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With the declaration on 11 March by the World Health Organization of a coronavirus (Covid-19) pandemic and the announcement on 12 March by the UK Government of an escalation of the response to the ‘Delay’ phase, both the macro-economics and the micro-community aspects of the situation are coming to the fore.

The macro-dimension

The Resilience First’s Honorary Chair, Dr Pippa Malmgren, has commented that: ‘There is far more at stake now than just the virus. All economic activity is halting against the backdrop of record debt. This is a serious turning point in history.’ 

A severe global downturn looks real and a global recession cannot be discounted. A useful brief by McKinsey, dated 9 March, examines three broad economic scenarios that might unfold: a quick recovery, a global slowdown, and a pandemic-driven recession. The report states that “˜the prevalent pessimistic narrative (which both markets and policy makers seem to favour as they respond to the virus) underweights the possibility of a more optimistic outcome to Covid-19 evolution’. An accompanying “˜Facts and Insights’ summary suggests:

  • Quick recovery scenario: Confirmation of the fatality ratio and disease severity rate in the population of those of working age and below, combined with strong public health measures with limited duration of economic shutdown. Expected 2020 global GDP growth drops from 2.5% to ~2%.
  • Global slowdown scenario. Countries find it difficult to replicate strong public health measures, contributing to continued case growth. Ultimately, the spread of the virus is slowed down seasonally. The economy recovers in late Q2 but 2020 global GDP growth drops to ~1.0-1.5%.
  • Global pandemic scenario. There is a global, generalised spread of Covid-19 which is not impacted by seasonality. The economy experiences a demand shock that lasts for most of the year. Overall, this scenario results in recession, with global growth in 2020 falling to between -1.5% and +0.5%.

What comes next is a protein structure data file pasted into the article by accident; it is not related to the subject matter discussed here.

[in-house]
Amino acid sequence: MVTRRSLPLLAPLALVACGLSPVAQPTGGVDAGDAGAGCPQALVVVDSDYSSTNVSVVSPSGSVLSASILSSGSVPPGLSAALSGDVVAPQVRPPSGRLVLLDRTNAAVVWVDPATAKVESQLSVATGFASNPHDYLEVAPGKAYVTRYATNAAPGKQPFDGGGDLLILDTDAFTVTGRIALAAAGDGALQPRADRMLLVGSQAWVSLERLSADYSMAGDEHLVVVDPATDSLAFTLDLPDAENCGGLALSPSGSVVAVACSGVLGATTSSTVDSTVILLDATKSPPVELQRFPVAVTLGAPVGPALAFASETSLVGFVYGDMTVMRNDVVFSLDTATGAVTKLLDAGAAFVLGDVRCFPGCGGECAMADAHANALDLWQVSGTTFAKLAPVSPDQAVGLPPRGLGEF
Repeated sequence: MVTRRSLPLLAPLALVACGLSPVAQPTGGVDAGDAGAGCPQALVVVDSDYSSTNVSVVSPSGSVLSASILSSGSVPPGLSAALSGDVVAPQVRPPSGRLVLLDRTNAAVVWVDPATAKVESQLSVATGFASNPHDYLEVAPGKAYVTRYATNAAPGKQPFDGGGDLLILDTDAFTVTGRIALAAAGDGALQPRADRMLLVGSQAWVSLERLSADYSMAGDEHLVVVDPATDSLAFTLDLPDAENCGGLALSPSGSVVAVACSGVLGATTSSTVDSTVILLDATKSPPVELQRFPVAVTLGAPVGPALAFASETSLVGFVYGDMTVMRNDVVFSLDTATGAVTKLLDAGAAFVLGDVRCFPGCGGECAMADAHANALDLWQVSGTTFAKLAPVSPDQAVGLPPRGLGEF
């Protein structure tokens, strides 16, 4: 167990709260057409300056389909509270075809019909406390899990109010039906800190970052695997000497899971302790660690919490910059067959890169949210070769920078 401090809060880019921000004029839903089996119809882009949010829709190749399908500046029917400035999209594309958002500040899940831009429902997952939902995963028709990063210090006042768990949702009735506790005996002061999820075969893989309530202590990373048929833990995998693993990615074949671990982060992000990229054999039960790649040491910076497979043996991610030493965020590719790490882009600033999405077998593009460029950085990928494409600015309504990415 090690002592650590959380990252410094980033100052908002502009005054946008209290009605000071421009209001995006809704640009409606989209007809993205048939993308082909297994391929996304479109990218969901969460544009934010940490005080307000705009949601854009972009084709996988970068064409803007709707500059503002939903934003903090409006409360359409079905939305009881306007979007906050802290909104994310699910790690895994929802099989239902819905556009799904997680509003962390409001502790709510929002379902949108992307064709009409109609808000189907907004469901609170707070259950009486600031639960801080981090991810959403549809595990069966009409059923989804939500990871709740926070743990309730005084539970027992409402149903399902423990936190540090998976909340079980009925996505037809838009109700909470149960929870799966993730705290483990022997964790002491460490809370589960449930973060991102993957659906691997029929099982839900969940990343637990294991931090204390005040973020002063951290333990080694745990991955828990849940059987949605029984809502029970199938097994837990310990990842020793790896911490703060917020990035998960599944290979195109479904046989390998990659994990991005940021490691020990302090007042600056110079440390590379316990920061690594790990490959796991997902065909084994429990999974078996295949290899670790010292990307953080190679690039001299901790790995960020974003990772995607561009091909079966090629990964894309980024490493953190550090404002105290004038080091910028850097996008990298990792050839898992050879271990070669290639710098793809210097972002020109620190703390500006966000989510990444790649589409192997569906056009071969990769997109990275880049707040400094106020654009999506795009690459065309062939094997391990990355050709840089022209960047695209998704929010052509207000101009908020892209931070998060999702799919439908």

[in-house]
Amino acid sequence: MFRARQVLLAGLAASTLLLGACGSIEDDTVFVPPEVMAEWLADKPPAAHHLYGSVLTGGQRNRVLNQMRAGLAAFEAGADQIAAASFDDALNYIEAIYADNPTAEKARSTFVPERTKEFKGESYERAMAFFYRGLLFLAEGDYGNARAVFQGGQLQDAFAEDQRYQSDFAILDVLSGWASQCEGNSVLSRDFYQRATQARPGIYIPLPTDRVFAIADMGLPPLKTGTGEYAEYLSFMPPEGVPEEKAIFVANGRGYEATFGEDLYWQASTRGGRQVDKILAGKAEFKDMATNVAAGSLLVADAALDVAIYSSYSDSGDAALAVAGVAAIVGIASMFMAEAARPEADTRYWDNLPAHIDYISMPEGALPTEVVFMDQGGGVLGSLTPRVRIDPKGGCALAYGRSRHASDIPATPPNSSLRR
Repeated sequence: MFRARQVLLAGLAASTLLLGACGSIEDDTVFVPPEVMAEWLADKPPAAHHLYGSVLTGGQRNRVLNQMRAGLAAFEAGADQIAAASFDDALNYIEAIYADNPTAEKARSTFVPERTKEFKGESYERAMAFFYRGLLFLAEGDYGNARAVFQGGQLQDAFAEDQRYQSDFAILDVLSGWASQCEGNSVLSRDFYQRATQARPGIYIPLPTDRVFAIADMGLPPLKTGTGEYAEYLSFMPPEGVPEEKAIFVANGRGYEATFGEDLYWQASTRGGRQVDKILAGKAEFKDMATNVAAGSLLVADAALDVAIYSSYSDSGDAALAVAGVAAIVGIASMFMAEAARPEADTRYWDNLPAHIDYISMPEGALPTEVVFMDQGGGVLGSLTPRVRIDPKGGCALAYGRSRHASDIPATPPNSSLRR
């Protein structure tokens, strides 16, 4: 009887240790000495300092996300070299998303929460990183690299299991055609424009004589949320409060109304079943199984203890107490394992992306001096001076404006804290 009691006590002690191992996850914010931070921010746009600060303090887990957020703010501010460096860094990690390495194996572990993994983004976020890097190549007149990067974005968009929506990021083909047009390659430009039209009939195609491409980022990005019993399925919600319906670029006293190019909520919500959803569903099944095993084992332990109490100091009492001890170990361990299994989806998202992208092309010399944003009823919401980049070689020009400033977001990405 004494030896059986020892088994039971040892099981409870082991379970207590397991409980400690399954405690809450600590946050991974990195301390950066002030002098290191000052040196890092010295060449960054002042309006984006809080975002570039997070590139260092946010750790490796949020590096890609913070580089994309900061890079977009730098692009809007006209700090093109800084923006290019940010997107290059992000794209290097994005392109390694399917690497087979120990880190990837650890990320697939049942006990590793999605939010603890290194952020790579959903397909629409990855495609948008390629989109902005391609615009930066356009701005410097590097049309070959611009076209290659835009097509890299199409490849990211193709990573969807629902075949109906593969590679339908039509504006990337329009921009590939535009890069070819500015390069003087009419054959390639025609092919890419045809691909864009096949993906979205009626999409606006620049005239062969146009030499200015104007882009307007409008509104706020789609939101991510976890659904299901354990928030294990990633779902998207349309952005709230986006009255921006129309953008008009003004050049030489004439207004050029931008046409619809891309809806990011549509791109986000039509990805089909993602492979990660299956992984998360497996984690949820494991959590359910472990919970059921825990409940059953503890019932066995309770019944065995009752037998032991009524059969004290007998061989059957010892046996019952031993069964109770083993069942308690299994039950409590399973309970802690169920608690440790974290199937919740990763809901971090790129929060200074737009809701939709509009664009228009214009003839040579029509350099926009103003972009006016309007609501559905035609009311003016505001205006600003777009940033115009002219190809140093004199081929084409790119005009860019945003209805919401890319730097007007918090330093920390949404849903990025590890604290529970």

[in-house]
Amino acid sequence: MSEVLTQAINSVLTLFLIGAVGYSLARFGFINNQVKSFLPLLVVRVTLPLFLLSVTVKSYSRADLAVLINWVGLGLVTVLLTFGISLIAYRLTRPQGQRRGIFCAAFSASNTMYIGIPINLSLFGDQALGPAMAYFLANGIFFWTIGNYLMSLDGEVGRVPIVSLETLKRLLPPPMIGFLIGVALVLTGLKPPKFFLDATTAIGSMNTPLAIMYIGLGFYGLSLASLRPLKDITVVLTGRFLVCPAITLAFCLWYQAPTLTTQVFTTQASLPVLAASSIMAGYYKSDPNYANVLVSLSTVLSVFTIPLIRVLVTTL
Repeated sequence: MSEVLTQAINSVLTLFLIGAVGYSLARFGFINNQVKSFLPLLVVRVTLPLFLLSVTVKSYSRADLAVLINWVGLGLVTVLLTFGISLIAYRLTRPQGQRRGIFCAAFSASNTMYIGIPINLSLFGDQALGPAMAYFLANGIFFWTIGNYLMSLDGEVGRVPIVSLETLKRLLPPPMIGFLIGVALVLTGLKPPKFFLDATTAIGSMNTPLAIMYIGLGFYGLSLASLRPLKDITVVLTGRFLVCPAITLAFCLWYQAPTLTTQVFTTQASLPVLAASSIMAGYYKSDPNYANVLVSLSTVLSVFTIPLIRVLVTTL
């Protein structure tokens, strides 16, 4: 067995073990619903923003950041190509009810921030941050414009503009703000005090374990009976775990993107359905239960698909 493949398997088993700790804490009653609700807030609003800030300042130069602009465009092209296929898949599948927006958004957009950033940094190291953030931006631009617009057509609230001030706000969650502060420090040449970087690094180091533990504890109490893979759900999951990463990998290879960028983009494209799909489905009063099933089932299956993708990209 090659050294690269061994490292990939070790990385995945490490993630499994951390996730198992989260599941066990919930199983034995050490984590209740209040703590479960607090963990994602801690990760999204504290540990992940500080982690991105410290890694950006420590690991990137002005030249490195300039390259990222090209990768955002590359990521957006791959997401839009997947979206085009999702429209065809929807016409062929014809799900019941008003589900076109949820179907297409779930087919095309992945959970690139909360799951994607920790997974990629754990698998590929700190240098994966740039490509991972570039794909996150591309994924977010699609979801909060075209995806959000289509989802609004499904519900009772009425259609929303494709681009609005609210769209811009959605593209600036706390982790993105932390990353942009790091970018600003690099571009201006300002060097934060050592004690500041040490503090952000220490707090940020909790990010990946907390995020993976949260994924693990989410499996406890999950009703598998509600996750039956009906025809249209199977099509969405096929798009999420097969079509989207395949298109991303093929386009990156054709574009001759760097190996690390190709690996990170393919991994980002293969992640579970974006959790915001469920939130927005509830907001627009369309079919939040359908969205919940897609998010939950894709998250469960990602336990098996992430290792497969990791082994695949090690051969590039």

The next Resilience First monthly newsletter (available only to members) will look further at possible long-term, strategic changes brought about by the pandemic.

The micro-dimension

As outlined in our Update 8, communities will be an important element in any recovery. Even as people self-isolate and adopt social-distancing measures, communities may prove to be the bedrock of our societal cohesion and can do much to provide mutual support under difficult circumstances.

There are three relevant aspects here:

  • The power of local groups was highlighted in a Resilience First guidance document for building resilience in business communities. Local co-ordination groups in an urban area can emphasise the strength of togetherness at time of stress and reinforce the value of having a resilience plan to tackle the collective needs of the locality.  
  • The psychological and emotional support given to individuals and communities is critical when personal anxiety and societal fear are running higher. A Resilience First guide on emotional resilience for businesses when preparing for, and recovering from, major incidents – pandemics included – is  designed to provide some pointers.
  • Maintaining personal health will be essential as the outbreak runs its course. In addition to WHO advice on basis protective measures, it is worth protecting oneself from sickness by following basic tactics for strengthening your immune system such as exercising regularly, getting adequate sleep, keeping hydrated, and eating sensibly.


For further reading, please visit our Knowledge Hub.

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